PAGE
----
In a general sense, lacquer is a clear or colored coating, that dries by solvent evaporation only and that produces a hard, durable finish that can be polished to a very high gloss, and gives the illusion of depth. In a narrower sense, lacquer consists of a resin dissolved in a fast-drying solvent which is a mixture of naphtha, xylene, toluene, and ketones, including acetone. The word "lacquer" comes from the lac insect (Laccifer lacca, formerly Coccus lacca), whose secretions have been historically used to make lacquer and shellac.
Lacquer box with children, from Qianlong period, Qing Dynasty, 1736-1795, from National Museum of China, Beijing, PRC. Photo by Andrew Lih.
The earliest known lacquers were made in China and India, perhaps as many as 7,000 years ago. These lacquers, the resin of trees Rhus verniciflua or Toxicodendron verniciflua, produce very hard, durable finishes that are both beautiful, and very resistant to damage by water, acid or abrasion. They do not, however, stand up well to ultraviolet light.
Urushiol-based lacquers differ from most other lacquers in that they are slow-drying, water based, and set by oxidation and polymerisation, rather than by evaporation alone. The active ingredient of the resin is urushiol, a mixture of various phenols suspended in water, plus a few proteins. The phenols oxidize and polymerize under the action of an enzyyme laccase, yielding a substrate that, upon proper evaporation of its water content, is hard and fairly resistant to mechanical stress. Lacquer skills became very highly developed in India and Asia, and many highly decorated pieces were produced.
From China, knowledge of making lacquer ware spread to Korea and Japan. Chinese pieces traveled through various trade routes to the Middle East. Known applications of lacquer in China included coffins, plates, music instruments and furniture.
Imitations of Asian and Indian lacquer work became popular in England, France, the Netherlands, and Spain in the 17th century. The European technique, which is used on furniture and other objects, uses varnishes that have a resin base similar to shellac. The technique, which became known as japanning, involves applying several coats of varnish which are each heat-dried and polished.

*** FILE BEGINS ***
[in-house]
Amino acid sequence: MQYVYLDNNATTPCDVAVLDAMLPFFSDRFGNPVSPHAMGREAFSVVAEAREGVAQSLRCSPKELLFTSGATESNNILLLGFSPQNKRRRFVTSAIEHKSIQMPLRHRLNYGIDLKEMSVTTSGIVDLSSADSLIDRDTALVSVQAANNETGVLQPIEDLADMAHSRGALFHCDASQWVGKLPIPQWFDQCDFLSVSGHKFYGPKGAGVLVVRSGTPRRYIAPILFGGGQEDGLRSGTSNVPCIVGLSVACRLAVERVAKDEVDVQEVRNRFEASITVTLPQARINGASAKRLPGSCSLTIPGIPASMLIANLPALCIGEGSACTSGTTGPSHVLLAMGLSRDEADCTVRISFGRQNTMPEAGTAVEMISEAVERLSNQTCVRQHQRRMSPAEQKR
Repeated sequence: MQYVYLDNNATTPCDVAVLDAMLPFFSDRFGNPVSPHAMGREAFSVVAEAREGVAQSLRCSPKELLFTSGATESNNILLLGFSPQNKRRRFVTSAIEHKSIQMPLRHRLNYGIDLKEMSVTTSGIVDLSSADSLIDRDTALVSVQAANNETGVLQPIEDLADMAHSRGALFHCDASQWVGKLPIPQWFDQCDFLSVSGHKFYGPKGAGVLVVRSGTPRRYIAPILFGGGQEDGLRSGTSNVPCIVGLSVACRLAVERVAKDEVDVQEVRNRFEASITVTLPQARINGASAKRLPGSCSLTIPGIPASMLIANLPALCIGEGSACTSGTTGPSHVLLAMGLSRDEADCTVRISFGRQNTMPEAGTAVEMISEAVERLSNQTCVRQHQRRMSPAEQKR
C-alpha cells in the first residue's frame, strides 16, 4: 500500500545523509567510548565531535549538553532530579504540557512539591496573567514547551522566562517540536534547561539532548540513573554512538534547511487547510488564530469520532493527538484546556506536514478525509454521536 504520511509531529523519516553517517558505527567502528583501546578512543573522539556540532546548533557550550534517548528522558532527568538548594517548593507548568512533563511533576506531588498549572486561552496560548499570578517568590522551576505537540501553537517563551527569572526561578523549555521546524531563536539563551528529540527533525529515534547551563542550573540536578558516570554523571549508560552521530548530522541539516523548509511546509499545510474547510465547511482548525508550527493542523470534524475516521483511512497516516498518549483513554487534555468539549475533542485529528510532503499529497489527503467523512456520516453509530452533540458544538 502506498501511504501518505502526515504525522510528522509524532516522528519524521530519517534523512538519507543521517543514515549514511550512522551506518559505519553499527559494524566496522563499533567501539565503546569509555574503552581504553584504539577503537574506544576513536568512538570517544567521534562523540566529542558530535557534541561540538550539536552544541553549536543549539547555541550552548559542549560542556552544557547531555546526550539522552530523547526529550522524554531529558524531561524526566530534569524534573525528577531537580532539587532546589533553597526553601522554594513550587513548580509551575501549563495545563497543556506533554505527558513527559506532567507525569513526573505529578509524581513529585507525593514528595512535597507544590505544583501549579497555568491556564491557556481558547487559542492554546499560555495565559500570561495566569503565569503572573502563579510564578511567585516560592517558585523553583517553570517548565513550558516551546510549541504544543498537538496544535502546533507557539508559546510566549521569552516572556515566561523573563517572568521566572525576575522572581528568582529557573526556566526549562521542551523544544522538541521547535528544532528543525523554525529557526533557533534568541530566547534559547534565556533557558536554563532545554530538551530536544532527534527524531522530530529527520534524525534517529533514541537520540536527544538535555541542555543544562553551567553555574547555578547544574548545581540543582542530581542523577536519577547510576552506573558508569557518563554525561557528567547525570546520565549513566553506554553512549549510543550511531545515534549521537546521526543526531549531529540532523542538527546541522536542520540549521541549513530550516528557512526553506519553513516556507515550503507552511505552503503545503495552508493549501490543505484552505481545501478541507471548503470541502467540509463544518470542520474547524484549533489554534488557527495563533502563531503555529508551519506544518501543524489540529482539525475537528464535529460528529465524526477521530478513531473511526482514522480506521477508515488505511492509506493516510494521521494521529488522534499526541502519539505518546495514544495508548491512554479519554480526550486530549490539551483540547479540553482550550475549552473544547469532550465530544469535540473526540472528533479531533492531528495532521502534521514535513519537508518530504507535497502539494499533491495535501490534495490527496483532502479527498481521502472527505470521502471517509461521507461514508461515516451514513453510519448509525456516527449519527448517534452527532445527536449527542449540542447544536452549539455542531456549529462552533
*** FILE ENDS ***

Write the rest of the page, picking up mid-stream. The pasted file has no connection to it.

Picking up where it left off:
Quick-drying solvent-based lacquers that contain nitrocellulose, a resin obtained from the nitration of cotton other cellulostic materials, were developed in the early 1920s, and extensively used in the automobile industry for 30 years. Prior to their introduction, mass produced automotive finishes were limited in color, with Japan Black being the fastest drying and thus most popular. General Motors Oakland automobile brand automobile was the first (1923) to introduce one of the new fast drying nitrocelluous lacquers, a bright blue, produced by DuPont under their Duco tradename.
These lacquers are also used on wooden products, furniture primarily, and on musical instruments and other objects. The nitrocellulose and other reins and plasticizers are dissolved in the solvent, and each coat of lacquer dissolves some of the previous coat. These lacquers were a huge improvement over earlier automobile and furniture finishes, both in ease of application, and in color retention. The preferred method of applying quick-drying lacquers is by spraying, and the development of nitrocellulose lacquers led to the first extensive use of spray guns. Nitrocellulose lacquers produce a very hard yet flexible, durable finish that can be polished to a high sheen. Drawback of these lacquers include the hazardous nature of the solvent, which is flammable, volatile and toxic, and the handling hazards of nitrocellulose in the lacquer manufacturing process. Lacquer grade or soluble nitrocellulose is closely related to the more highly nitrated form which is used to make explosives.
Lacquers using acrylic resin, a synthetic polymer, were developed in the 1950s. Acrylic resin is colourless, transparent thermoplastic, obtained by the polymerization of derivatives of acrylic acid. Acrylic is also used in enamels, which have the advantage of not needing to be buffed to obtain a shine. Enamels, however, are slow drying. The advantage of acrylic lacquers, which was recognized by General Motors, is an exceptionally fast drying time. The use of lacquers in automobile finishes was discontinued when tougher, more durable, weather and chemical resistant two-component polyurethane coatings were developed. The system usually consists of a primer, color coat and clear topcoat, commonly known as clear coat finishes.
Due to health risks and environmental considerations involved in the use of solvent-based lacquers, much work has gone in to the development of water-based lacquers. Such lacquers are considerably less toxic and more environmentally friendly, and in many cases, produce acceptable results. More and more water-based colored lacquers are replacing solvent-based clear and colored lacquers in underhood and interior applications in the automobile and other similar industrial applications. Water based laquers are used extensively in wood furniture finishing as well.